Text for dictation:

 In Britain, school is compulsory between the ages of five and sixteen. Primary education continues until the age of eleven. Pupils wishing to enter university usually finish their secondary education when they are eighteen. Other types of further education are available for those who want to learn a trade such as catering or specialize at an early stage. In recent years, the proportion of young people entering university has risen dramatically. The variety of degree courses on offer has also widened. It is now common for students entering fields such as nursing to be based at university.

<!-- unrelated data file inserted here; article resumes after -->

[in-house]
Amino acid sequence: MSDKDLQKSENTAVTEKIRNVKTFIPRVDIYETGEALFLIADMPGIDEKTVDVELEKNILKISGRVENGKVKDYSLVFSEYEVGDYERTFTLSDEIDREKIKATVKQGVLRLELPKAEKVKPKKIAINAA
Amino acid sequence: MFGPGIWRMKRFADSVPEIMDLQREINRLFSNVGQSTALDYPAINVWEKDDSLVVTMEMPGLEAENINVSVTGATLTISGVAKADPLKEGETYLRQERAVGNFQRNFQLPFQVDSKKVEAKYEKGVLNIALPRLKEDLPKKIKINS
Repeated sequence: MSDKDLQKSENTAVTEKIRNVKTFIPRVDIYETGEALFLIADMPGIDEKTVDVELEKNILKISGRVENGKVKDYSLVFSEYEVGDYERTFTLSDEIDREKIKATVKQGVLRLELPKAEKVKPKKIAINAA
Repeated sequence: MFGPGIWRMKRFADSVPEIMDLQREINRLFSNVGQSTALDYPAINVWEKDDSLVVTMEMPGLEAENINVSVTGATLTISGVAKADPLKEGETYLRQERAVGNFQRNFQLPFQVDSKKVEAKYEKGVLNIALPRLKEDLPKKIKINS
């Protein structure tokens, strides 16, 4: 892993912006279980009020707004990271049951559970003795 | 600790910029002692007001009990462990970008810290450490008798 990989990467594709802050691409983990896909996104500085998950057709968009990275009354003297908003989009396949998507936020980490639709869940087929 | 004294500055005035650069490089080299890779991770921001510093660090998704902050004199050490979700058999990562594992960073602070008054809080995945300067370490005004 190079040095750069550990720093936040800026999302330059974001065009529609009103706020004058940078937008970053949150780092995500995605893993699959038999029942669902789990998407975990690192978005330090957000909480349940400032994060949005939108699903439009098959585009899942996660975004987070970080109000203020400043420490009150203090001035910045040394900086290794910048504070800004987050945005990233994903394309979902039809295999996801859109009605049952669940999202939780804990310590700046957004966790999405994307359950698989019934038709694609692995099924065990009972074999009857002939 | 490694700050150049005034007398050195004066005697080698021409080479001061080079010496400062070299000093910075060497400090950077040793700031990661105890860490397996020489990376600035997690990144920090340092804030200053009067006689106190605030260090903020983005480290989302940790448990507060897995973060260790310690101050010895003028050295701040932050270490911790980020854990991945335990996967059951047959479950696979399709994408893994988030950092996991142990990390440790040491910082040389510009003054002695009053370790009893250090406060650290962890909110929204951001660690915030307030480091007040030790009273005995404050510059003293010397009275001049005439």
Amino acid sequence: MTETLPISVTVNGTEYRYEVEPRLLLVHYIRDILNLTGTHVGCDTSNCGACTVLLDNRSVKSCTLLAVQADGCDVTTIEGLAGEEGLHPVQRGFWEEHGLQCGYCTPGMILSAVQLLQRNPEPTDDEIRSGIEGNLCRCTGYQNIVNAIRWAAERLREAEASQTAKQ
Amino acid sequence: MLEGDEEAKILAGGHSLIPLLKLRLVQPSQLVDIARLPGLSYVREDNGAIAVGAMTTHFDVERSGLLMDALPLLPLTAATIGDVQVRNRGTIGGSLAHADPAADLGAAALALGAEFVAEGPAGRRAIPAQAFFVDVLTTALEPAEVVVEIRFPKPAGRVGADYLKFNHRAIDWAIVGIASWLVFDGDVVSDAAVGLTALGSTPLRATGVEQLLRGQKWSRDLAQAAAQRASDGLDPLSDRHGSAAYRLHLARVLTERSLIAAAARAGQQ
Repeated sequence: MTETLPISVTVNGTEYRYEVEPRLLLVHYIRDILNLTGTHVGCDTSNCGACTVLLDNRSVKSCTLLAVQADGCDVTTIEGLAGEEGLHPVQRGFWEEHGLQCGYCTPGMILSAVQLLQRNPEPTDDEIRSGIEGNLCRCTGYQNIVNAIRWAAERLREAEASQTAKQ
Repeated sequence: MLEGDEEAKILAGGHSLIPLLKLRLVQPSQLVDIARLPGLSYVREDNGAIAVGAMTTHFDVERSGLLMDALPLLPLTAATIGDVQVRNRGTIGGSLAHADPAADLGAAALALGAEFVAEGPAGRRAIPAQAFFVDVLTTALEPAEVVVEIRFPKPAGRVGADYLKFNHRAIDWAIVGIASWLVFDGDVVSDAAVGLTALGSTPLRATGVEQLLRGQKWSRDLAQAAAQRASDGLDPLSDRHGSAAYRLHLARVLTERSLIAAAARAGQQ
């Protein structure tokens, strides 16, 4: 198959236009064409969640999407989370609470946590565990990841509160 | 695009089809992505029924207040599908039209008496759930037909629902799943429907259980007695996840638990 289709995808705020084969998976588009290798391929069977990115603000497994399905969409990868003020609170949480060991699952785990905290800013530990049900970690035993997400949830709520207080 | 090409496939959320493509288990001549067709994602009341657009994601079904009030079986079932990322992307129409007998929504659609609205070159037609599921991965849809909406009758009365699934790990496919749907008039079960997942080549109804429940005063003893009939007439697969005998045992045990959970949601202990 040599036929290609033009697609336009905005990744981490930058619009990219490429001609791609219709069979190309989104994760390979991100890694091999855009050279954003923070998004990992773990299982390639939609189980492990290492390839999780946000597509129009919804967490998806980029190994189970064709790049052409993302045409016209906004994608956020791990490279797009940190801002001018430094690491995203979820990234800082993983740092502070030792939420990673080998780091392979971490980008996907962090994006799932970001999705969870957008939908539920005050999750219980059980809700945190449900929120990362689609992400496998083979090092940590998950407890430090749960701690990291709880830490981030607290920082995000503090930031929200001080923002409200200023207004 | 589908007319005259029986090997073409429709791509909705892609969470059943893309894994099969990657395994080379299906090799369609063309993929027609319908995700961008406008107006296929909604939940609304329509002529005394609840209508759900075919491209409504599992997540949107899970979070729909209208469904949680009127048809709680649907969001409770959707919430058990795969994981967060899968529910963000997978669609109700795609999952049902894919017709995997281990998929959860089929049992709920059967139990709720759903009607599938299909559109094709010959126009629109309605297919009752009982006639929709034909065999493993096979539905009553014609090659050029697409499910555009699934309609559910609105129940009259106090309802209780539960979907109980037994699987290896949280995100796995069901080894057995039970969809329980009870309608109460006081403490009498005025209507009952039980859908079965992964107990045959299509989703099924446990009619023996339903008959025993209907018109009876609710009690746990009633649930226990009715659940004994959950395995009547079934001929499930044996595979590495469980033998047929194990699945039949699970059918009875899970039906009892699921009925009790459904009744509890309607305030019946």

Educational terminology can be very confusing. For example, preparatory and public schools are fee-paying and both belong to the independent or private sector. Middle schools, which fall between primary and secondary education, are part of the state system, but do not exist in all parts of Britain. Most state secondary schools are "comprehensives" and are non-selective. However, in some towns, institutions known as grammar schools operate selectively. Children are tested at the age of eleven and the bright ones are creamed off. Many parents argue that grammar schools should be abolished to allow equality of opportunity for all children. Others insist that a fast track is needed for gifted pupils and that diversity means more freedom of choice.